Soundtracks are my thing. The ‘Drive’ soundtrack by Cliff Martinez and the Wagner soundtrack to ‘Melancholia’ are perennial favorites. A tad depressing, but hey! they put me in a calm trance which is essential to get me in the mood to work. I also like 90s dance music and traditional Ghazals from Indian and Pakistani masters for the after hours.
If you could have dinner with any person, living or dead, who would you choose?
I would choose the quintessential 17th century Mughal king, Jehangir, the richest man in the world during his lifetime, a collector of exotic animals from all over the world and an amateur scientist. I would love to ask him many things over a modest meal of sushi— which I’m sure he would detest, but I would insist he try it as I mixed a spritz for him to taste, and tell me what he thought.
I would ask him details about his first meeting with the first English ambassador to India, Sir Thomas Roe. The accounts of this near-allegorical meeting—preserved in Roe’s diaries and Jehangir’s court gossips—are unforgettable. Of these two cultures, one would be eventually crushed completely by the Industrial Revolution of the other. I would ask Jehanghir what he really thought about the presents of jewels and liquor that the ambassador offered to him. According to accounts, he wasn’t afraid to look bored with the paltry pearls and said, frankly, that he was only really interested in the thoughtful liquors from Western Europe.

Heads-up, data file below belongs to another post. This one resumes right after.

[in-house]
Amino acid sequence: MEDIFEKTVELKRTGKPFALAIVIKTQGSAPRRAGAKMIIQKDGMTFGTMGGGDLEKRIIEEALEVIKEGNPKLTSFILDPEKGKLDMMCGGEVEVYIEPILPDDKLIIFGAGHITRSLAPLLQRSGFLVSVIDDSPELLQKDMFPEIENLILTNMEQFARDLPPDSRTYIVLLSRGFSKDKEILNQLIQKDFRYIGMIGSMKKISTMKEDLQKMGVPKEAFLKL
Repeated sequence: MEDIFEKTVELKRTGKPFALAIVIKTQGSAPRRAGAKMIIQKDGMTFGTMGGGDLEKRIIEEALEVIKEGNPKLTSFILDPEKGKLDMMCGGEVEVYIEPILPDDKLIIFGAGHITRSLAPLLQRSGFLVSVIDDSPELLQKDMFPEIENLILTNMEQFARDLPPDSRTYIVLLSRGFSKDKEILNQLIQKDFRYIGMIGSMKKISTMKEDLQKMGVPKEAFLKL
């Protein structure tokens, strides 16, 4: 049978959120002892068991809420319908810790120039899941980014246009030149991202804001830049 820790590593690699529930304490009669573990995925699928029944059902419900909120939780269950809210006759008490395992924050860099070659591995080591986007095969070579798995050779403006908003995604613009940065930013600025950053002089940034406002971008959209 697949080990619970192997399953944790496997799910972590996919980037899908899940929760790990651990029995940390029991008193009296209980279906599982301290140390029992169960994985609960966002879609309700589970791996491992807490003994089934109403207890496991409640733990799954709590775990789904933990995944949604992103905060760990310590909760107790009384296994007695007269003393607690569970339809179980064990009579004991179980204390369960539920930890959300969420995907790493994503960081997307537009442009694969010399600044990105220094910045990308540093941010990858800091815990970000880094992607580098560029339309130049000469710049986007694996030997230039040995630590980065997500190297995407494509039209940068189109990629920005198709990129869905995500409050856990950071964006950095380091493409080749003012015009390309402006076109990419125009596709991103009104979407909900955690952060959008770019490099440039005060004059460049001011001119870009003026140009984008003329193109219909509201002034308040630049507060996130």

Roe, meanwhile, had refused to do a full prostration in front of the king, instead asking for a number of ritual bows and curtsies as he approached the throne. I would love to hear Jehanghir’s account of all this.
I would ask him what he thought of the grunge of East Village, the collection of his very personal family albums and tunics in the glittering museums of Sir Thomas Roe’s country, and finally, what he thought about this country. I would ask him what he thought of my t-shirt, with its dancing Michael Jackson cartoon, and skinny jeans. I would show him pictures of the industrializing, globalizing world and the crumbling tombs of his cousins and ancestors in present-day Pakistan and India on my iPhone.
I think he would begin to weep and take a gulp of his Campari and call me a gracious host.
Tell us about The Comic Project.
I’m working on a graphic novel with my friend, Alexandra Atiya, who is a writer. It will be called The Electrician. Some of the drawings from this ongoing project were shown at Honey Ramka gallery earlier this year. It is a story charting the inner lives of the members of a middle class family in Lahore over the course of a week. Steeped in the supernatural, the novel highlights the theme of social conflict in contemporary Pakistani life.
What has been the highlight of your career or personal life so far?
The highlight of my career so far would have to be a vision of Francesco Clemente entering my little studio—stoic, standing at ease, and then giving a chuckle at a deliberately kitschy painting of a maid waiting on a sleeping, half-naked master in Lahore. That was a year ago. I would never have imagined that he would go on to write an essay for the catalog of my current show.